Interview published in Sounds, August 10, 1974
VANGELIS O. Papathanassiou - now if there ever was a proverbial name to conjure with then that's the one.
He's a huge swarthy Greek and he makes your average chap look (and feel) like a garden gnome, but at the same time, he's a really friendly guy. He punctuates his sentences with periods of booming laughter, and what he can't get across in terms of the English language, hell get across by gesticulating madly until the message becomes clear.
Now as you all know, a little while back the names of Papathanassiou and Yes were closely connected. It was hoped that Vangelis would replace Wakeman on keyboards. As far as I can ascertain, the possibility that he may join Yes hasn't been ruled out completely, but at the same time ever) thing is a hit up in the air at the moment. Vangelis is going to "associate with Yes on a loose basis" - that much is certain. Although no record deals have been finalised yet, talks are going on with Atlantic.
But that's enough from me - over to you, Vangelis. What exactly is the situation with Yes at the moment?
"It's difficult. It's a problem. Maybe we going to do things together. maybe I'm going to make a solo album with Jon. This is more sure. But about Yes I can't say."
What do you think of Yes' music?
"I know all the records of the Yes, and we don't exactly have the same perception. We go in two different directions. If we have to be together, then this is a problem more important than the union problem.
"I can say that Yes' music is very interesting. In every record that they do there are some parts I like, some parts I don't. I think the 'Topographic Oceans' is more of a 'head' work. I prefer 'heart' work."
I can fully understand why Jon Anderson admires Vangelis so much. I listened to some of Papathanassiou's album "Earth" - not yet released in this country - and to say the least, it's incredible. I suppose if you had to make a comparison, then his music is like Yes' stuff. But it also explores realms that Yes have never even touched upon. And, amazingly enough, Vangelis doesn't use a Mellotron or a synthesiser.
"I use only keyboards. I play nine keyboards together for the moment. It takes me no time at all to play a sound - any sound - that I might hear in my head. The Mellotron is not interesting for me, because it's not something definite. I'd rather produce a sound that is my own than have it all ready on tape. You know how Mellotron works? It helps you play strings, because you have tapes with strings. But I think I can do better things than a Mellotron. I can play like all an orchestra with all the variations and colours.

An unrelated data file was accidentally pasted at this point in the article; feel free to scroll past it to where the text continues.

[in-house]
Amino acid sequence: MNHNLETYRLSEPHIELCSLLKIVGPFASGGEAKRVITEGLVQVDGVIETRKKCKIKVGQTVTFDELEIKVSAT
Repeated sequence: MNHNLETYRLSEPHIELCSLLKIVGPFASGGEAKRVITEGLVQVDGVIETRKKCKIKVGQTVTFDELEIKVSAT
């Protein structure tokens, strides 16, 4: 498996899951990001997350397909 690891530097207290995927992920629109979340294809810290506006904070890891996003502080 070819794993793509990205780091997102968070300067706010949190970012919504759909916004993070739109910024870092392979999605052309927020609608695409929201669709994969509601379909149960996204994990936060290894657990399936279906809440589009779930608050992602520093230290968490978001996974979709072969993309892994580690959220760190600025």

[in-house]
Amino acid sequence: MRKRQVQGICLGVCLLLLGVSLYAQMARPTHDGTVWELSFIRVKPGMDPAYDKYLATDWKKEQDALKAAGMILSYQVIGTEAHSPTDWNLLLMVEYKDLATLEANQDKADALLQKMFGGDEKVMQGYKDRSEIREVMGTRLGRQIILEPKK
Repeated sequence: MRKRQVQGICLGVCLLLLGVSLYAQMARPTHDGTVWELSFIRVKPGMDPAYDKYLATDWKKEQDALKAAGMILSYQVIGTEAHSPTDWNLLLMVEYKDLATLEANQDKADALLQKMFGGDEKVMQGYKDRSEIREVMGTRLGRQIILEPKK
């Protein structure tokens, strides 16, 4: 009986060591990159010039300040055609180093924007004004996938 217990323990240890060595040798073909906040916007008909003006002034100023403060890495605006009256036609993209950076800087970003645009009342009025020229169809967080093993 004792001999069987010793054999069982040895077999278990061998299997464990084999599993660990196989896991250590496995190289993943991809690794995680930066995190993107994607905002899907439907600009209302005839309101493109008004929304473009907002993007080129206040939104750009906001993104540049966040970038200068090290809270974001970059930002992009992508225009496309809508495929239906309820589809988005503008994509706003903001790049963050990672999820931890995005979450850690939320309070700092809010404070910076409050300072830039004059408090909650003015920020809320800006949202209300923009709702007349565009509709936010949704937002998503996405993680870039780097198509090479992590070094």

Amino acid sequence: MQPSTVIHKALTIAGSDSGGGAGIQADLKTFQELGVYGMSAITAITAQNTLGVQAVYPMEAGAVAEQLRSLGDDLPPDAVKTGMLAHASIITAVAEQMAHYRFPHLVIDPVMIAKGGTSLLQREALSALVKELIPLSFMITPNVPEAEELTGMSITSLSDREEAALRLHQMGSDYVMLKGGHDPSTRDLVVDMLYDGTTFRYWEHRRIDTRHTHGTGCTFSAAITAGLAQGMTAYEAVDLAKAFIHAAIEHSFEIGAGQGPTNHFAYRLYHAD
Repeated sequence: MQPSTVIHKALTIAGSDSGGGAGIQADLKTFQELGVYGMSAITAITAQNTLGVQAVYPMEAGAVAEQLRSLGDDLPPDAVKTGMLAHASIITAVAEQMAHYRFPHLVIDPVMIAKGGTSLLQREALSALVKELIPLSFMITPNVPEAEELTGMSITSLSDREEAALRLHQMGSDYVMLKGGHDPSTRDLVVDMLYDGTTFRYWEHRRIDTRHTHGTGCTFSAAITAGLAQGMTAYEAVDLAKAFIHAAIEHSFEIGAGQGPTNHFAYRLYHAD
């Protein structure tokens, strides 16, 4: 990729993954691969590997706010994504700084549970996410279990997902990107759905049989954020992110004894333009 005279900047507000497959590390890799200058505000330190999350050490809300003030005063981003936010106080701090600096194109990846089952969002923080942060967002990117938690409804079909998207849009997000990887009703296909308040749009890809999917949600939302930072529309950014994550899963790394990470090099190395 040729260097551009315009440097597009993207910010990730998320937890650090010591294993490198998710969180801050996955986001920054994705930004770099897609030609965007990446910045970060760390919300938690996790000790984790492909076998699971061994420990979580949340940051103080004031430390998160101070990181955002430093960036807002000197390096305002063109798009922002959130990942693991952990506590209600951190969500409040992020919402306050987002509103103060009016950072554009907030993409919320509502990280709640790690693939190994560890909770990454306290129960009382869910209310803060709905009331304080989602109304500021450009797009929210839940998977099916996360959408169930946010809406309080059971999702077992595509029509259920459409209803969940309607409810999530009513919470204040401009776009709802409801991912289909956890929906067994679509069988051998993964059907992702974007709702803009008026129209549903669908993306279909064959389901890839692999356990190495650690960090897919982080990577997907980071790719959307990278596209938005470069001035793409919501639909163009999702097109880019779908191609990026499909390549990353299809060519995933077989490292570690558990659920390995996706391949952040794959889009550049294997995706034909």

But I don't try to imitate an instrument.
"The point is to make the right atmosphere at the right time. The Mellotron is something dead, and I don't like that, so I never use Mellotron."
And what about a synthesiser?
"You know synthesiser is very interesting thing, but the problem is that it has become very fashionable and very cheap. Too many people are using it the same way all the time. I don't feel the need for a synthesiser, because I can make thousands of sounds without one."
Vangelis was once leader of the successful Paris based "Aphrodite's Child". What led to the band's break up?
"We became a very commercial group, and we had to make number one all the time. And I couldn't take it. The only worry you have is to make a number one, not to make music. I couldn't continue. I'm not interested in all that because you're not honest in doing it."
"Aphrodite's Child" split nearly four years ago, and Vangelis remained in Paris.
"But Paris not a good place, Paris good food, and you can enjoy yourself. But if you start to work there, then it's impossible. Paris is not a creative place. Paris copies the rest of the world."
"But I'm in England at last. I have to organise myself and maybe I'll do an album. We talk seriously about it. Maybe I'm going to do a solo concert. hut I hate to make plans. If you make plans, then you're not free. and everything is blocked."
I was interested to hear about the possibilities of a solo concert. As it turns out, the last thing Vangelis did before he left Paris was a big show at the Olympia Theatre. He showed me some pictures of the concert, and it really looked an amazing affair. There were 30 girls on percussion instruments at the front of the stage, with some African musicians and Vangelis himself behind them. The concert took place in February of this year. and judging by the number of people in the audiance. Vangelis is a big name in foreign lands.
"Maybe I do, a show like the Paris show over here. The Paris show was very earthy, and very simple. We played some very strong music."
What do you think of the current British music scene?
"I heard a little bit of the radio, and nothing interesting is happening. They play the same things all the time, and it is the same conception. I don't agree with all that. I feel that music is all the time the mirror of our situation. And the situation is not so clear now - so the music is not so clear."
Vangelis' music struck me as being very ordered and very arranged, but at The same time very spontaneous. He told me that he doesn't think about writing at all. Maybe this is where Vangelis is different from Yes, and it might be just as well if he didn't step into Wakeman's boots. Yes, I would imagine, think about their music a lot.
Says Vangelis: "I don't think. I just play. Every time something different comes out. Every lime I am surprised."
Interview by Goeff Barton